Concerns Over Commercialization of Ultrasound Imaging During Pregnancy
The US Food and Drug Administration (FDA), in response to an increasing incidence of non-medical commercial use of ultrasonic imaging in the USA during pregnancy, has expressed concerns about this use of the technology and have issued the following warning: “Ultrasound imaging is the most widely used medical imaging method during pregnancy providing real-time images of the fetus. Doppler fetal ultrasound heartbeat monitors are hand-held ultrasound devices that let you listen to the heartbeat of the fetus. Both are prescription devices designed to be used by trained health care professionals. They are not intended for over-the-counter (OTC) sale or use, and the FDA strongly discourages their use for creating fetal keepsake images and videos.”
An article in the January 3, 2015 issue of the Lancet provides the following summary of concerns expressed in the FDA warning against the use of ultrasound scans outside health settings While ultrasound imaging in pregnancy, which uses high-frequency sound waves to view the fetus, has been used in health-care settings in the USA and other countries for decades with an excellent safety record, the advisory notes that: “Several US companies now offer fetal keepsake images and videos using ultrasound. In some cases, the ultrasound machine might be used for as long as an hour to video the fetus. Several sessions might also take place, amplifying the number of scans a woman normally has during a healthy pregnancy. As well as ultrasound scans, the FDA also warns against use of over-the-counter Doppler ultrasound heartbeat monitors, noting that although there is a lack of evidence of any harm, “prudent use of these devices by trained health care providers is important.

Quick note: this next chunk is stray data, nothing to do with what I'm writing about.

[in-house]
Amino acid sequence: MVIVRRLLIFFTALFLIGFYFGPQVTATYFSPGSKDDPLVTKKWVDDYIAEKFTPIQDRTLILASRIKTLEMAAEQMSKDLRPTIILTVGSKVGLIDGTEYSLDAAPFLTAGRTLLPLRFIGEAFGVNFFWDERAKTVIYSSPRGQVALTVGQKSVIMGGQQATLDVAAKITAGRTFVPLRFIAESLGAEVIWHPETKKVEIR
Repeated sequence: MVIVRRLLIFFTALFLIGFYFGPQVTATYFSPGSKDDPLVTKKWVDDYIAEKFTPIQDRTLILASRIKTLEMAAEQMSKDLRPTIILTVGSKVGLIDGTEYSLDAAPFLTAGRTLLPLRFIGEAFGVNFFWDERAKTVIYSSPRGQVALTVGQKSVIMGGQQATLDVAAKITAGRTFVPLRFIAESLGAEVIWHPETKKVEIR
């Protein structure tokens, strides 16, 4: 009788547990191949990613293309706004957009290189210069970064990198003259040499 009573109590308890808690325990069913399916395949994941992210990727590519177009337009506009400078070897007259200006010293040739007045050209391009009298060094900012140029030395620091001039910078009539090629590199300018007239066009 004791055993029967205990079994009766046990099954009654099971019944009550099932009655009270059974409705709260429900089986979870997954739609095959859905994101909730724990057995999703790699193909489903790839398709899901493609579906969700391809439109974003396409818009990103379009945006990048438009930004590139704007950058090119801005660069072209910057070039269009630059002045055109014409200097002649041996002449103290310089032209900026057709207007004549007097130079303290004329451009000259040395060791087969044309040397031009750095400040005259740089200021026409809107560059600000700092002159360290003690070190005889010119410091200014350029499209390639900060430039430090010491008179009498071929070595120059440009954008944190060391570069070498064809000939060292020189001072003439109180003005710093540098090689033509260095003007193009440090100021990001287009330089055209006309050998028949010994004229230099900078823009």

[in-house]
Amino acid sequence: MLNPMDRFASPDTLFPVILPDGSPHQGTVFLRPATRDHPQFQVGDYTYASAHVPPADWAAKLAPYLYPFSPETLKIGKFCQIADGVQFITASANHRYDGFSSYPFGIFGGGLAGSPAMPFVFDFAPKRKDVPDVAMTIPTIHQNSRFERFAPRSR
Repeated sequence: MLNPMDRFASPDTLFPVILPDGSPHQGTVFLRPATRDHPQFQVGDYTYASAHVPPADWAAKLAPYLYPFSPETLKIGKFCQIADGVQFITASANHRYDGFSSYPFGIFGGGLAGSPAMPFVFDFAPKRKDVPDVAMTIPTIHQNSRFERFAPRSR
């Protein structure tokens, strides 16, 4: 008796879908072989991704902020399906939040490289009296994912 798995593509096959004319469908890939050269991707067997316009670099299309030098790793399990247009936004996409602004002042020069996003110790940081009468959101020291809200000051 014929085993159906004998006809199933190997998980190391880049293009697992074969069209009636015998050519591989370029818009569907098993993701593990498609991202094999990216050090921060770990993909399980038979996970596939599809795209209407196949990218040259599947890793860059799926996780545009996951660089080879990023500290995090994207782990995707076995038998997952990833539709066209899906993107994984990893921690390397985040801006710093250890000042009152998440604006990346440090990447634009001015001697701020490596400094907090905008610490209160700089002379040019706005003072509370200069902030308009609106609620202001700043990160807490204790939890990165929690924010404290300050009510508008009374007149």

Ultrasound imaging introduces energy into the body. Laboratory studies have shown that diagnostic levels of ultrasound can produce physical effects in tissue, such as pressure oscillations and rises in temperature. In some cases, it can create small pockets of gas in bodily fluids or tissues. The long-term consequence of these effects are unknown, but on the basis of what is known, the FDA have recommended that health-care providers minimize exposure to ultrasound while maintaining diagnostic quality. The warning about commercial use of ultrasound is therefore understandable and welcome.”
The article notes that, “in addition to potential biological effects, commercial ultrasound might cause unnecessary anxiety for the consumer if images, videos, or monitor readings are misinterpreted by them or an untrained provider. Similar concerns exist about other medical services that are being used outside clinical settings, such as memento MRI scans and personal whole genome sequencing” and offers the opinion that “the increasing commercialisation of health technologies is a trend all medical regulatory agencies need to be vigilant about.”